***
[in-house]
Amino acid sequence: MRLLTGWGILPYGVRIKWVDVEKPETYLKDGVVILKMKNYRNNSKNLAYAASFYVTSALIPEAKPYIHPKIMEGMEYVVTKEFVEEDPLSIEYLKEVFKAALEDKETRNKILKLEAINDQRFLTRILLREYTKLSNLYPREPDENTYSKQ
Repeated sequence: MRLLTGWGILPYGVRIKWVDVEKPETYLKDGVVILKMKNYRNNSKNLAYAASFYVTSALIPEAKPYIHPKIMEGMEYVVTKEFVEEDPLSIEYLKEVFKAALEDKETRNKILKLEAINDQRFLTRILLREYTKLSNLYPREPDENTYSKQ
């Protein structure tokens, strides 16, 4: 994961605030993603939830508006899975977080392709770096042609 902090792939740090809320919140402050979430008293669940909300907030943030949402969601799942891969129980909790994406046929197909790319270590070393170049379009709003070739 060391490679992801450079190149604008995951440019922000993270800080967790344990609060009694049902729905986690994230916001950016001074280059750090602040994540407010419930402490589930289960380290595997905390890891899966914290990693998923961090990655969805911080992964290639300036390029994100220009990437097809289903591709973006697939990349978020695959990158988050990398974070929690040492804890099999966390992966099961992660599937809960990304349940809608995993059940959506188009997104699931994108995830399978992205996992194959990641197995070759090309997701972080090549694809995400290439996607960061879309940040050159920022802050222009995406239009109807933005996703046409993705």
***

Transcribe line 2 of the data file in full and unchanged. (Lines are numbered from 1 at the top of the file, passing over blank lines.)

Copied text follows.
Amino acid sequence: MRLLTGWGILPYGVRIKWVDVEKPETYLKDGVVILKMKNYRNNSKNLAYAASFYVTSALIPEAKPYIHPKIMEGMEYVVTKEFVEEDPLSIEYLKEVFKAALEDKETRNKILKLEAINDQRFLTRILLREYTKLSNLYPREPDENTYSKQ